The shoulder joint has high dependency on musculature for not just ambulatory strength and stability, but also structural integrity. This high mobility joint, surprisingly has only two skeletal attachments in the form of ligaments. There is a lot of wear and demand on the smaller muscles of the shoulder complex, like the rotator cuff. We have been treating rotator cuff strains and shoulder ligament sprains for over 15 years, and have seen every injury and issue under the sun.
Anytime there's an imbalance in the shoulder’s different planes of motion, the shoulder joint can become compromised and injury-prone. The rotator cuff is comprised of four muscles. The subscapularis, supraspinatus, infraspinatus, and teres minor. The rotator cuff muscles stabilize the shoulder complex at its attachment on the scapula at the anterior and the humeral head.
The rotator cuff’s most common action is to stabilize the humerus, or upper arm, during rotation. Whenever you do any kind of activity that involves rotation, the rotator cuff are supposed to be stabilizing the humeral head in place on the glenoid fossa. The glenoid fossa is essentially the bottom of the cup where your arm bone contacts the attachment to the torso.
Rotator cuff tendinitis, subacromial impingement or any number of muscle strains often happen with sports related activity, or movements that mimic these activities. Shortening or weakening of the rotator cuff muscles can also be related to your posture, because nowadays people have jobs that require them to spend long hours at a computer. This can lead to the space between your acromion and the humeral becoming reduced, and most people also tend to rotate their shoulder internally while working at a desk. This in turn causes impingement of the structures underneath the acromion process which is essentially a recipe for shoulder pain.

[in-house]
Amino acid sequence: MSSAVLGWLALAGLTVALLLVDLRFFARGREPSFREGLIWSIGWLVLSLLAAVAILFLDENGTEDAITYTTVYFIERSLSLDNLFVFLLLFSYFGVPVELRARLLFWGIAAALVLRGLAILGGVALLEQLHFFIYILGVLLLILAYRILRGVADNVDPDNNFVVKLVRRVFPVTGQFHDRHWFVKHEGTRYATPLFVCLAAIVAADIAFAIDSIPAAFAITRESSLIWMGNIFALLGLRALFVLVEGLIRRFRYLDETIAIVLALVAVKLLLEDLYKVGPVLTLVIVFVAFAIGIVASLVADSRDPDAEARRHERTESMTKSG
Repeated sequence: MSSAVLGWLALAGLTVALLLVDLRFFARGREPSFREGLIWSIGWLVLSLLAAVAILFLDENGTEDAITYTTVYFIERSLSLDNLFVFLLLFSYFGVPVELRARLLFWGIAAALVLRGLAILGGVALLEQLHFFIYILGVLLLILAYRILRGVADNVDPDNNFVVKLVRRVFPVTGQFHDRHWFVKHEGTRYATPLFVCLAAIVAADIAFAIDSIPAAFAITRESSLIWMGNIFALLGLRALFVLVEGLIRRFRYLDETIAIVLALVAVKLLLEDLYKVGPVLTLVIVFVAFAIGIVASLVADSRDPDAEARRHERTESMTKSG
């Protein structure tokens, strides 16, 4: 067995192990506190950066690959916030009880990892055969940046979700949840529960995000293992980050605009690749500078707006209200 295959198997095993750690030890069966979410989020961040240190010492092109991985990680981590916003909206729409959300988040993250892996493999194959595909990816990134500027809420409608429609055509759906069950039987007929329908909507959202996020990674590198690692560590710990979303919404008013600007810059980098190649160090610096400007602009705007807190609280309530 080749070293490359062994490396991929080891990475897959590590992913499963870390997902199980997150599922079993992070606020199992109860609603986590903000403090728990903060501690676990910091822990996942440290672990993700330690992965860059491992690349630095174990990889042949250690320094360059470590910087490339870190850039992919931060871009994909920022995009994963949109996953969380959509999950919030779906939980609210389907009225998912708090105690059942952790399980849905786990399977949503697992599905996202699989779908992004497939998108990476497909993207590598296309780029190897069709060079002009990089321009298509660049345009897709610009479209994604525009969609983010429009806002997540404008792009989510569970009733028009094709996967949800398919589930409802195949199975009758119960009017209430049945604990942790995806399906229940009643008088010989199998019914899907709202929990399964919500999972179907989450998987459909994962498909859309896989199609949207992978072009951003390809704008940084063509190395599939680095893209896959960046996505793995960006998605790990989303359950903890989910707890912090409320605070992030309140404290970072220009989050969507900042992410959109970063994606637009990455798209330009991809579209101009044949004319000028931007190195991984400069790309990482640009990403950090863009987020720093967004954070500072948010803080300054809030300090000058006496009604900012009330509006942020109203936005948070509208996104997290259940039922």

Shoulder injuries these days can often be traced back to the way people are sitting at work in front of their computers. Other than de-conditioning and improper posture, we see a lot of repetitive movement based injuries. We treat a lot of people who lift weights, specifically CrossFit competitors and enthusiasts. It’s not just CrossFit, even SoulCycle classes can lead to a lot of weight bearing on your shoulder.
The examination is pretty much non-invasive and it's easy. Our physical therapist starts with simple palpation. The basic idea is to pinpoint the source of pain through touch, and specific articulation. Most of the time it’s a SLAP tear or labral tear or bicep tendinitis. Since we are integrated practice we offer more than just physical therapy and chiropractic. We’re able to integrate non-drug and non-invasive treatments like class 4 “hot” laser therapy, and IASTM modalities like the Graston technique.
Most people come in to see us and are trying to avoid surgery. In many cases we can quickly correct the underlying mechanical and structural issues that may be causing the issues that then lead to pain. This is how our approach is different, we’re not just looking to eliminate pain, we go after the cause of the pain. You can take pain medication but that may just be masking your inflammation and pain.
The underlying mechanical and structural problems must be solved for long term relief. If you want to learn more about our methods or to schedule an appointment call 212 627 8149.